How to do frog jumps:
- In an athletic stance, go down to a squat position.
- From there, jump forward as far as you can using both feet.
- When you land, prepare yourself and jump forward again.
5. Knee Tucks
Purpose: knee tucks help improve jumping ability by helping the jumping with their technique. It also allows them to be aware of the role their core plays in their jump.
How to do the knee tuck exercise:
- Starting from an athletic stance, jump up and tuck your knees up to your chest.
- When you land on the ground, jump back up for another knee tuck.
6. Pogo Jumps
Purpose: Pogo jumps train the lower half of the leg. They train the calves, ankles and toes so that they can still jump high even when you don’t have time to get a full knee bend to jump.
Pogo jumps help develop quickness and the ability to get a good second or third jump.
How to do the pogo jump exercise:
- Stand with your feet close together.
- Without bending your knees, jump up as explosively as you can.
- This will mean the force comes from using your ankles.
- When you land, jump right back up lie you’re on a pogo stick.
- The goal of this plyometric jumping exercise is to spend as little time on the ground between jumps and also ‘hop’ as high as you can each time.
7. Lateral Cone Jumps
Purpose: Lateral cone jumping helps improve lateral (side to side) jumping ability. This helps you not only to jump towards the side but also jump higher.
While frog jumps and broad jumps help train athletes to jump forward, lateral cone jumps do the same for side to side jumps. These two drills along with pogo jumps make you a multi-dimensional jumper where you don’t just jump up.
Equipment needed: cones
How to do the lateral cone jump exercise:
- Line up a few cones into a straight line. You can start with 3 to 5 cones.
- Standing on one end of the line of cones, jump over the first cone to the side.
- When you land, prepare for another jump and jump to the side over another cone.
- Keep jumping sideways until you reach the end of the line.
- Then, jump the other way. If you started from the left to the right, then go from right to left next.
8. Single Leg Squat Jumps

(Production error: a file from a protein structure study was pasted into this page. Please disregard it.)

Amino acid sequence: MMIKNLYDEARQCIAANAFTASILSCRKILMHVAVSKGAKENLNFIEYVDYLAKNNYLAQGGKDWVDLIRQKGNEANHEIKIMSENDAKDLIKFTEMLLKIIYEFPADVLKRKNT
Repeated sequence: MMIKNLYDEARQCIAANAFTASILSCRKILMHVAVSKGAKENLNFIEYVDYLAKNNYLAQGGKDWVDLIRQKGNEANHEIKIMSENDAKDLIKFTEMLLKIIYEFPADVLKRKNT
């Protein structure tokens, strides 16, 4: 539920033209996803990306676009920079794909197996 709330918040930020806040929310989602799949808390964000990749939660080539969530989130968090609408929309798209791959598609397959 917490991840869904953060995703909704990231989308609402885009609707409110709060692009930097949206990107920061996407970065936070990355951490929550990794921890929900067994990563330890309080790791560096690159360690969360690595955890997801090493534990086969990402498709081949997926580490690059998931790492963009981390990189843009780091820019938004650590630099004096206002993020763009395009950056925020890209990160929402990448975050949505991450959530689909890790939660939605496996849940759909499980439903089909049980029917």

Purpose: individually train each leg to give them both the ability to jump well.
If you use proper fundamental, you probably jump better with the opposite foot. This means right handed players jump higher with the leg foot and the opposite for left handed players.
Single leg jump training helps train the leg that’s not used as much and improve the jumping ability of the other leg. It also helps you take off from either leg and still get good height.
How to do single leg squat jumps:
- Stand on one leg.
- Squat down and explode into your jump.
- Jump as high as you can with the help of your arms, and land as softly as you can.
- After you’ve done all the jumps specified for one leg, do the same number of repetitions for the other leg.
How Often Should You Do Plyometrics?
The issue with plyometric training is that the extra jumping that’s done by the athlete adds up over the course of their athletic career. The force on the knees and ligaments due to jumping and the player’s biomechanics as well as other factors are what cause injuries.
The repeated jumping nature of plyometric exercises is also the reason that is should be somewhat limited by strength training coaches. Adding plyometrics to the athlete who’s already doing a lot of jumping in their drills, practices and games can make them prone to injury.
As effective as plyometric exercises for jumping is the original guidelines specify that:
- do NOT do more than 3 times (sessions) a week.
- Have at least 48 hours between workouts to give time for recovery
- should not be continuously performed all year, and have breaks in between
- sessions should be decreased during the season (this is subjective based on how much training is done)
Are You Using Plyometrics in Your Training?
Now that you know how adding plyometrics to your current training program can help you jump higher you can start adding it to your workouts. Do make sure to keep within the guidelines so you get the best results.
The plyometric exercises should get you started on improving your vertical jump.
If you’re not sure how to put them together for an effective program you may want to have a look at the Vert Shock jump training program, which uses plyometric training to get results. Make sure to read our review of the system here.
Should you prefer something that incorporates both weight training with plyometrics for jumping, go with the Jump Manual whose program infuses both for results.Read our review here to get a better idea of how it works.